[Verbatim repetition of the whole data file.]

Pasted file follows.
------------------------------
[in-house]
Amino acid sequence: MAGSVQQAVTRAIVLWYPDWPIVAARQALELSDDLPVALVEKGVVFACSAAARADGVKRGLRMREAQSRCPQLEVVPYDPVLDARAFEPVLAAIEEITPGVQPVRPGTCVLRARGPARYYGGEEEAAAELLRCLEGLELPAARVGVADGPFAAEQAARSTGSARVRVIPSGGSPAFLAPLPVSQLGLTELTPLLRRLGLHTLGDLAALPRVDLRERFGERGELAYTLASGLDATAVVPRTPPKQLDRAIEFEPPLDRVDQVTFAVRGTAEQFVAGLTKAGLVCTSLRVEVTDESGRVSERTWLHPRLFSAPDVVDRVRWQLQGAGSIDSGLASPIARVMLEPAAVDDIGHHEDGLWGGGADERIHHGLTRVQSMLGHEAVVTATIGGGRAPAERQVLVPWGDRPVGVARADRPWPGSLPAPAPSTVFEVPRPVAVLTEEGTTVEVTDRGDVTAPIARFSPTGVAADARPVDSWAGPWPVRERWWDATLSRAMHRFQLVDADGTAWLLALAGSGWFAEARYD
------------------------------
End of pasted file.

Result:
[in-house]
Amino acid sequence: MAGSVQQAVTRAIVLWYPDWPIVAARQALELSDDLPVALVEKGVVFACSAAARADGVKRGLRMREAQSRCPQLEVVPYDPVLDARAFEPVLAAIEEITPGVQPVRPGTCVLRARGPARYYGGEEEAAAELLRCLEGLELPAARVGVADGPFAAEQAARSTGSARVRVIPSGGSPAFLAPLPVSQLGLTELTPLLRRLGLHTLGDLAALPRVDLRERFGERGELAYTLASGLDATAVVPRTPPKQLDRAIEFEPPLDRVDQVTFAVRGTAEQFVAGLTKAGLVCTSLRVEVTDESGRVSERTWLHPRLFSAPDVVDRVRWQLQGAGSIDSGLASPIARVMLEPAAVDDIGHHEDGLWGGGADERIHHGLTRVQSMLGHEAVVTATIGGGRAPAERQVLVPWGDRPVGVARADRPWPGSLPAPAPSTVFEVPRPVAVLTEEGTTVEVTDRGDVTAPIARFSPTGVAADARPVDSWAGPWPVRERWWDATLSRAMHRFQLVDADGTAWLLALAGSGWFAEARYD